Quite Risky: 5 inappropriate places to have QR codes

Marketers love technological advances that provide novel ways to connect with consumers.  One such area which is experiencing growth, both in technology and application, is mobile marketing.  As mobile phones get smarter it becomes easier for marketers to get to know us and sell to us, wherever we are.

There's more to a QR code than meets the eye

A recently popular mobile marketing strategy is the use of QR (quick response) codes.  I won’t bore you with the technical details but basically they are a matrix barcode which when scanned by a smartphone, directs the user to a particular webpage, delivers a SMS or even prompts the user to make a phone call.

QR codes are commonly included on print and outdoor advertising, as well products themselves, and are an effective method of integrating various marketing communications mediums and achieving campaign synergies.

However, as QR codes become increasingly common, it is logical to expect that they will pop up in some inappropriate places.  Following extensive field work, AnthonySchumann has compiled a list of the most inappropriate places for QR codes.

Note: These are not hypothetical situations, we actually encountered them.

5 inappropriate places to have QR codes

5. The toilet cubicle door

Print advertising is commonly placed on cubicle doors, as marketers know that they will have an attentive audience.  However is it socially acceptable to be snapping away with your phone in the cubicle?  What is the person next door thinking if they hear the camera snap?

4. At the gym

Why aren’t QR codes used more at the gym, especially on cardio machines?  You are guaranteed an attentive audience, and with smartphones doubling as music players, many people have their phones with them at the gym.  But I digress.

There is a social risk in photographing a QR code lodged on a cardio machine, particularly if bystanders think you are snapping an action shot of the attractive woman on the Stairmaster for your personal records.

QR codes. Do they have potential to be used in speed-dating?

3. At airports

With the combination of bored travelers and plenty of opportunities for print advertising, airports seem like a logical place to have QR codes.  However, for obvious reasons, security at airports has increased over the past decade.

Do you really want potential customers being asked by security why they are taking pictures of various signposts at the airports?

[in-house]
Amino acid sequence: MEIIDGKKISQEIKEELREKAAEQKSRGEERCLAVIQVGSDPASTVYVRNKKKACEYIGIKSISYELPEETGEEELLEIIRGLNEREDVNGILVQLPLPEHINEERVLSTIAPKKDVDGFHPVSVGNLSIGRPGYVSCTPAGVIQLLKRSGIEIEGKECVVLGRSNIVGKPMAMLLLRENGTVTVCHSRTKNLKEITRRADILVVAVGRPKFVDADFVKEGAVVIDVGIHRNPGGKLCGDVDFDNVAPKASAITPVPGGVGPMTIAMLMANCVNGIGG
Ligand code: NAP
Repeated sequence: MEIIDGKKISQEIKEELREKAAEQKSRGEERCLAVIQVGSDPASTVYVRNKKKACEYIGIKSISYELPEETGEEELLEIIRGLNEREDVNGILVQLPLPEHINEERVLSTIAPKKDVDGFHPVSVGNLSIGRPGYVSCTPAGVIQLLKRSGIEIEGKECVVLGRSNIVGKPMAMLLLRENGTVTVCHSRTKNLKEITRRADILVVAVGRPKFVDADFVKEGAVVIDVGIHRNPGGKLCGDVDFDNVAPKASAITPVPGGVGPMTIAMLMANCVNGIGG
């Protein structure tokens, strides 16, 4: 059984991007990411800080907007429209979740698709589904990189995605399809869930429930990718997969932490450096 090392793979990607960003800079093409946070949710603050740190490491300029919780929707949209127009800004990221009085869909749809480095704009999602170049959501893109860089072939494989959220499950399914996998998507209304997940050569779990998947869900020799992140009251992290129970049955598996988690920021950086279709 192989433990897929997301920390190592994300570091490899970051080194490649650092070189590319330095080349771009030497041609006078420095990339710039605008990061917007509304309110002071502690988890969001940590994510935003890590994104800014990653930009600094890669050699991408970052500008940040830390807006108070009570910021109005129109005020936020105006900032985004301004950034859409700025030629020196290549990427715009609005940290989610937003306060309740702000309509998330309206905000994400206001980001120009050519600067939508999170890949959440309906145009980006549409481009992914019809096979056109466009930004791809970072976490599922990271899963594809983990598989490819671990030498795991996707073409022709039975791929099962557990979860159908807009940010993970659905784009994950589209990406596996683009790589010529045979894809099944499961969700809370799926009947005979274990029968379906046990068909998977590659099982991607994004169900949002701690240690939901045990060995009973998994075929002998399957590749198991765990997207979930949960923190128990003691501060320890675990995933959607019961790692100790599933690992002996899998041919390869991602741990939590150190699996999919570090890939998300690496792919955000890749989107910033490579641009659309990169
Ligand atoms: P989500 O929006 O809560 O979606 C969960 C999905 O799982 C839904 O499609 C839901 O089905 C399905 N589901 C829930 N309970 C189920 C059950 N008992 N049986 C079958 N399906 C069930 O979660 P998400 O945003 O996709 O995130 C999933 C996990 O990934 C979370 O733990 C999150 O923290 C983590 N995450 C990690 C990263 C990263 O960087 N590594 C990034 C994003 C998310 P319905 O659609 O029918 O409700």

2. On fast food packaging

Why is this bad? It seems perfectly reasonable to expect that after eating a meal, that a QR code can direct your customer to a website further reinforcing the experience with the brand.  However, fast food is always more appealing before it is eaten, and the aftermath of fast food is often a greasy, sticky mess.

Do you really want the QR code obscured by a piece melted piece of cheese or covered by saturated fats making it unreadable?  If your customer has just eaten their weekly intake of fats and sodium, this is not the kind of message you want a QR code to reinforce.

To get to the QR code you must first conquer this burger

1. Above the urinal

Print advertisements are often placed above urinals in male restrooms.  Again the theory here is you have an attentive audience who will see your advertisement and QR code.

However, the act of simply using a busy urinal is a complex dilemma for many men as it is.  Where do I stand?  Where do I look?  Do I talk?  What if I get stage fright – do I leave in shame or do I persevere?

But as a nervous consumer, the last thing you want to be doing in this situation is taking out your camera phone.  Especially if you are standing next to a guy who thinks you are trying to take a photo to remember the experience.

In closing, the message from these examples is don’t just use technology without asking yourself some basic, logical questions.

There’s nothing more embarrassing than embarrassing your customers.

Well did we miss any? Are there any inappropriate places you have seen a QR code?

//Alec Schumann

About AnthonySchumann
Subtle Bravado // Creative Boutique. Ted Anthony - Vision Alec Schumann - Creative Follow @AnthonySchumann

One Response to Quite Risky: 5 inappropriate places to have QR codes

  1. Horatio Algers says:

    The inside of my thigh.

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